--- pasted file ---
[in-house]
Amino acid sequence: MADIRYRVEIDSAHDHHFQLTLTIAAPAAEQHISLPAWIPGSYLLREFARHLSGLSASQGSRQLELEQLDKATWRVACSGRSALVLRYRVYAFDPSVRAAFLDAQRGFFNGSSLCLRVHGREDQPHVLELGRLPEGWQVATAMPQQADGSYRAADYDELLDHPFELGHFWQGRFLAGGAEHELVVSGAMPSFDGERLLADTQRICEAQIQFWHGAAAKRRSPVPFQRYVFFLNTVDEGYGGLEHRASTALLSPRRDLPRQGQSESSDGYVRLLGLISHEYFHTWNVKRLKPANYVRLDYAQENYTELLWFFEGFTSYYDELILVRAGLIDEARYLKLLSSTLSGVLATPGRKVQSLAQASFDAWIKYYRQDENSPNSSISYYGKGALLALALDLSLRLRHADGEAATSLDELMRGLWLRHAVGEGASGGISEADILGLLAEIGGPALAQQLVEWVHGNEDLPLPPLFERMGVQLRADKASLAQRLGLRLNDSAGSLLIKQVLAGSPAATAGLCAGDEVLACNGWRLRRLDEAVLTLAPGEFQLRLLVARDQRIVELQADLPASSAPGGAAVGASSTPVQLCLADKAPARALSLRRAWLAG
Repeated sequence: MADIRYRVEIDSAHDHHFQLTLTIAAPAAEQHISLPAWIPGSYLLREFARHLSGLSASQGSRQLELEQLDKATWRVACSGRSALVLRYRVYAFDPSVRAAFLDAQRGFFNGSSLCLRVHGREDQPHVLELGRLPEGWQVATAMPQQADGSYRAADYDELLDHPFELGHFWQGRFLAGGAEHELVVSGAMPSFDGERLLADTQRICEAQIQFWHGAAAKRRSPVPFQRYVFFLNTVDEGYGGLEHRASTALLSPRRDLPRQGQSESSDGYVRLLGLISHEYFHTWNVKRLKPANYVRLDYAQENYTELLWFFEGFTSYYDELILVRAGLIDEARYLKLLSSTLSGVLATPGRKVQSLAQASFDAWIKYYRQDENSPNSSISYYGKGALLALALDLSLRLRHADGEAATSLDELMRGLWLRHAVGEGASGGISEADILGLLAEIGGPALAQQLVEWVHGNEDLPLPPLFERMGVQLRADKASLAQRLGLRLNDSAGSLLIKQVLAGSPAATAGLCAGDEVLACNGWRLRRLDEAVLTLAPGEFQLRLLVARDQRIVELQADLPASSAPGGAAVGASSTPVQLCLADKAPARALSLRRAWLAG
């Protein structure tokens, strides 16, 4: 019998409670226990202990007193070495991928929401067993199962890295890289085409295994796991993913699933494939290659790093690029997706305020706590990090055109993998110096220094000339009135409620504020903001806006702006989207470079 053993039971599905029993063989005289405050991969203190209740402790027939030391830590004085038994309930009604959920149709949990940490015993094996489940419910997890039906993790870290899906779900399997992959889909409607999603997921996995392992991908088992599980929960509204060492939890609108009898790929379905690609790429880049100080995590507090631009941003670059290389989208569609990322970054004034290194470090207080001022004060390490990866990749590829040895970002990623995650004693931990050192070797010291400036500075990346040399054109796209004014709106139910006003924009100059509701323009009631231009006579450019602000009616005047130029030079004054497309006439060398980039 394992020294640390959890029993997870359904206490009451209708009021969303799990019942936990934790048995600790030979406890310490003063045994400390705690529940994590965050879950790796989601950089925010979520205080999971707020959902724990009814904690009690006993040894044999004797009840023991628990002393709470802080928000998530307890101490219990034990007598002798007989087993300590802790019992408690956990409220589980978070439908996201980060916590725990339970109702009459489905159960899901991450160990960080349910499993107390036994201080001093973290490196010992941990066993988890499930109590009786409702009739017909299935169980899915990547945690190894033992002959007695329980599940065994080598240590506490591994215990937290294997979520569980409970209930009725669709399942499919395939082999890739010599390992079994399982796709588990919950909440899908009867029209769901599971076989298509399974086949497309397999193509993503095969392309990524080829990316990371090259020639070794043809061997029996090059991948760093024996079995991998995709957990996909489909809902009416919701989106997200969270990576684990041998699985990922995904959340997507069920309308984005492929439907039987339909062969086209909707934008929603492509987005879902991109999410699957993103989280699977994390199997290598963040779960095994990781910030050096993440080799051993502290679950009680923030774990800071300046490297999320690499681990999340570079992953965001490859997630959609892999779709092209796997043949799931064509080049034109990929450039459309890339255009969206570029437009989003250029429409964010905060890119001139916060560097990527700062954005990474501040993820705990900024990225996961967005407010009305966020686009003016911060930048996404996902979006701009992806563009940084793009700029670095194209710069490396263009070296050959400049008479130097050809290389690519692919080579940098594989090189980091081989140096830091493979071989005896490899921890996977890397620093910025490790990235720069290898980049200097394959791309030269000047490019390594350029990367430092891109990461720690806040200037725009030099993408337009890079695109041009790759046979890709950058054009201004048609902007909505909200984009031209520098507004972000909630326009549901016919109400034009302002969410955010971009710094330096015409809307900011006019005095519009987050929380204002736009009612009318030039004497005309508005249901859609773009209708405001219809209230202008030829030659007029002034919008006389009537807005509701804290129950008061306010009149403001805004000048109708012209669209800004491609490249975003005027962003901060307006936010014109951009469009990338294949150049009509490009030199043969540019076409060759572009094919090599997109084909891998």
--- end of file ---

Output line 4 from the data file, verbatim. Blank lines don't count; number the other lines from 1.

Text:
């Protein structure tokens, strides 16, 4: 019998409670226990202990007193070495991928929401067993199962890295890289085409295994796991993913699933494939290659790093690029997706305020706590990090055109993998110096220094000339009135409620504020903001806006702006989207470079 053993039971599905029993063989005289405050991969203190209740402790027939030391830590004085038994309930009604959920149709949990940490015993094996489940419910997890039906993790870290899906779900399997992959889909409607999603997921996995392992991908088992599980929960509204060492939890609108009898790929379905690609790429880049100080995590507090631009941003670059290389989208569609990322970054004034290194470090207080001022004060390490990866990749590829040895970002990623995650004693931990050192070797010291400036500075990346040399054109796209004014709106139910006003924009100059509701323009009631231009006579450019602000009616005047130029030079004054497309006439060398980039 394992020294640390959890029993997870359904206490009451209708009021969303799990019942936990934790048995600790030979406890310490003063045994400390705690529940994590965050879950790796989601950089925010979520205080999971707020959902724990009814904690009690006993040894044999004797009840023991628990002393709470802080928000998530307890101490219990034990007598002798007989087993300590802790019992408690956990409220589980978070439908996201980060916590725990339970109702009459489905159960899901991450160990960080349910499993107390036994201080001093973290490196010992941990066993988890499930109590009786409702009739017909299935169980899915990547945690190894033992002959007695329980599940065994080598240590506490591994215990937290294997979520569980409970209930009725669709399942499919395939082999890739010599390992079994399982796709588990919950909440899908009867029209769901599971076989298509399974086949497309397999193509993503095969392309990524080829990316990371090259020639070794043809061997029996090059991948760093024996079995991998995709957990996909489909809902009416919701989106997200969270990576684990041998699985990922995904959340997507069920309308984005492929439907039987339909062969086209909707934008929603492509987005879902991109999410699957993103989280699977994390199997290598963040779960095994990781910030050096993440080799051993502290679950009680923030774990800071300046490297999320690499681990999340570079992953965001490859997630959609892999779709092209796997043949799931064509080049034109990929450039459309890339255009969206570029437009989003250029429409964010905060890119001139916060560097990527700062954005990474501040993820705990900024990225996961967005407010009305966020686009003016911060930048996404996902979006701009992806563009940084793009700029670095194209710069490396263009070296050959400049008479130097050809290389690519692919080579940098594989090189980091081989140096830091493979071989005896490899921890996977890397620093910025490790990235720069290898980049200097394959791309030269000047490019390594350029990367430092891109990461720690806040200037725009030099993408337009890079695109041009790759046979890709950058054009201004048609902007909505909200984009031209520098507004972000909630326009549901016919109400034009302002969410955010971009710094330096015409809307900011006019005095519009987050929380204002736009009612009318030039004497005309508005249901859609773009209708405001219809209230202008030829030659007029002034919008006389009537807005509701804290129950008061306010009149403001805004000048109708012209669209800004491609490249975003005027962003901060307006936010014109951009469009990338294949150049009509490009030199043969540019076409060759572009094919090599997109084909891998």